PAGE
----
Price volatility across asset class increased dramatically during the third quarter.  The S&P 500 had daily moves in excess of 1% on a record number of days for a three month period.  These were not trending moves, but often violent swings that went nowhere.  This added volatility can be problematic for position oriented money managers like us.  Our portfolios are concentrated in areas and situations we follow closely and believe in long-term.  As example, we want to own precious metal mining companies and oil and gas production not because of short-term stock price appreciation but because, if these businesses continue to generate free cash flows and that free cash flow grows, share prices should be considerably higher in years to come.

 

Obviously, if long term appreciation is anticipated, entry prices are paramountWe looked prescient in our recently re-established gold mining overweight, but their precipitous declines off September highs will impact monthly and quarterly portfolio results.  From a technicaperspective (Appendix A, B and C) we dont think anything importantly bearish is happening, except volatility is increasing.  This could work in our favor in the future, during possible runs higher. Fundamentally, recent global macro concerns that are causing the harsh markets only strengthen the long term case for gold.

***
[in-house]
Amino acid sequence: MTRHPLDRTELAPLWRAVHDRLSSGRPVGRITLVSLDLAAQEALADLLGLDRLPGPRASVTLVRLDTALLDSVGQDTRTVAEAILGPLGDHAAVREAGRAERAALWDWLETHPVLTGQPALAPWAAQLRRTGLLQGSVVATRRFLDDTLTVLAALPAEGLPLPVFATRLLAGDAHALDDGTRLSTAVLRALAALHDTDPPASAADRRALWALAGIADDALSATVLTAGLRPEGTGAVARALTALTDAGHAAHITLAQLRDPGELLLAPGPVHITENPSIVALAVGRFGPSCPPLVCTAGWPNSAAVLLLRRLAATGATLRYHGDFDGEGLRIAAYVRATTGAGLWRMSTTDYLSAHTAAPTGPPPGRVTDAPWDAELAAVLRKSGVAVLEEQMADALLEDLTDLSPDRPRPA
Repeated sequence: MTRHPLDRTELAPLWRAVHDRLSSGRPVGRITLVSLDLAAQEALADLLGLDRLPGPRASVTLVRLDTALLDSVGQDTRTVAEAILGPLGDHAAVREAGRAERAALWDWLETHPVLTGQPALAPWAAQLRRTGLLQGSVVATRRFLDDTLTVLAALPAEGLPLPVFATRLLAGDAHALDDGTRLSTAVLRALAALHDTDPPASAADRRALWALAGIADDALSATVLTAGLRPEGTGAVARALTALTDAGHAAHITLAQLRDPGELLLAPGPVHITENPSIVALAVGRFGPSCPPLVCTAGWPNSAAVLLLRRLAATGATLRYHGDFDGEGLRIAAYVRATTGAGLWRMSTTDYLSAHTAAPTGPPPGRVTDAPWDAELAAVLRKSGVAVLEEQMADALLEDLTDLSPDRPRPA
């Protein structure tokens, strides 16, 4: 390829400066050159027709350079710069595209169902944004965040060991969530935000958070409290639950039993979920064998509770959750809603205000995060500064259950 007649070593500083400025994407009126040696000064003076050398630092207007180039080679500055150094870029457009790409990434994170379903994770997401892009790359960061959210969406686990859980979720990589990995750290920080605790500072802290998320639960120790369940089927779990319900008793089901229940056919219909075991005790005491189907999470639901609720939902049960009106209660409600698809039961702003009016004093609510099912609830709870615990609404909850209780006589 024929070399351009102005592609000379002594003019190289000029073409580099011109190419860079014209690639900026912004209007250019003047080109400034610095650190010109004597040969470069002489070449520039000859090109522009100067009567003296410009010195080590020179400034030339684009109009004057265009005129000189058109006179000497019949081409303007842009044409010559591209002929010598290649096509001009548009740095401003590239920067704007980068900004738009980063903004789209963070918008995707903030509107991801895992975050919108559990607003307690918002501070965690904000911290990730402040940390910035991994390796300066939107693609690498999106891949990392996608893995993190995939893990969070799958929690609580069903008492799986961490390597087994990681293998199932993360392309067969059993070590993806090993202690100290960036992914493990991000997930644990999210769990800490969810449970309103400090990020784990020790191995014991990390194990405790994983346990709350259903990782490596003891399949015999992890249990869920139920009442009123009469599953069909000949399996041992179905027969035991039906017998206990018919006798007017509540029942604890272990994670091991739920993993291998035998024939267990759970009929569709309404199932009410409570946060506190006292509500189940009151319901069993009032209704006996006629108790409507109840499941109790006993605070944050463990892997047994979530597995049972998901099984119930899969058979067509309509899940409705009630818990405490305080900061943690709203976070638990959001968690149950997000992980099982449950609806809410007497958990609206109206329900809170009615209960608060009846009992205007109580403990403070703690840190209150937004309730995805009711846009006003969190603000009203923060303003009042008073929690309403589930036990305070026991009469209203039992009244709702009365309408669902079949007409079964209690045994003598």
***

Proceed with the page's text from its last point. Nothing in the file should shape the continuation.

During the last three months global concerns—European sovereign debt risk, emerging markets economic slowdown, and US political morass—contributed to the “risk-off tradeWe first witnessed “risk off in the 2007 -2009 bear market when all assets except the US dollar and US Treasuries declined.  Recent market behavior is eerily reminiscent of those dark days.  Why investors rotate en masse into US dollars and 10-year treasuries yielding 2% baffles us.  A strengthening US dollar seems the more absurd of these two, although not by much.